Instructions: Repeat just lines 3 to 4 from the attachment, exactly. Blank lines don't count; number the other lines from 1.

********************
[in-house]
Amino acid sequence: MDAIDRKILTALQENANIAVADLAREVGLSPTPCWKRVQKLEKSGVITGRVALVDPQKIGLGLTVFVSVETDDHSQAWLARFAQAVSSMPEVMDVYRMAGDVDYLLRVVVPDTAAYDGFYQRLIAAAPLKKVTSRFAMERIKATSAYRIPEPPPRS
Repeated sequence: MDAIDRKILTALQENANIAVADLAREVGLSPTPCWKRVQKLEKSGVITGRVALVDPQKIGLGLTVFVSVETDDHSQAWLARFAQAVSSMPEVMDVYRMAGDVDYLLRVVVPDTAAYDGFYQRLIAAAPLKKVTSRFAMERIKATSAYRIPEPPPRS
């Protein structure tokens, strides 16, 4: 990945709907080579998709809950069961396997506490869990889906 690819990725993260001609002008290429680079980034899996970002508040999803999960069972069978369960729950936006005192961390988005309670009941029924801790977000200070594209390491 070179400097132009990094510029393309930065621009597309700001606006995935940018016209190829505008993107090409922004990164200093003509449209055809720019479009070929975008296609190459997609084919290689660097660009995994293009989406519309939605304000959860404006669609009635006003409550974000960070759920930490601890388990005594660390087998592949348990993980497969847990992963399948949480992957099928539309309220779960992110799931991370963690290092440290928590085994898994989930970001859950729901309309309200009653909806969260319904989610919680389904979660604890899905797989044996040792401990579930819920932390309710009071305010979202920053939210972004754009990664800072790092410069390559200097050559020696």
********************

Repeated sequence: MDAIDRKILTALQENANIAVADLAREVGLSPTPCWKRVQKLEKSGVITGRVALVDPQKIGLGLTVFVSVETDDHSQAWLARFAQAVSSMPEVMDVYRMAGDVDYLLRVVVPDTAAYDGFYQRLIAAAPLKKVTSRFAMERIKATSAYRIPEPPPRS
């Protein structure tokens, strides 16, 4: 990945709907080579998709809950069961396997506490869990889906 690819990725993260001609002008290429680079980034899996970002508040999803999960069972069978369960729950936006005192961390988005309670009941029924801790977000200070594209390491 070179400097132009990094510029393309930065621009597309700001606006995935940018016209190829505008993107090409922004990164200093003509449209055809720019479009070929975008296609190459997609084919290689660097660009995994293009989406519309939605304000959860404006669609009635006003409550974000960070759920930490601890388990005594660390087998592949348990993980497969847990992963399948949480992957099928539309309220779960992110799931991370963690290092440290928590085994898994989930970001859950729901309309309200009653909806969260319904989610919680389904979660604890899905797989044996040792401990579930819920932390309710009071305010979202920053939210972004754009990664800072790092410069390559200097050559020696």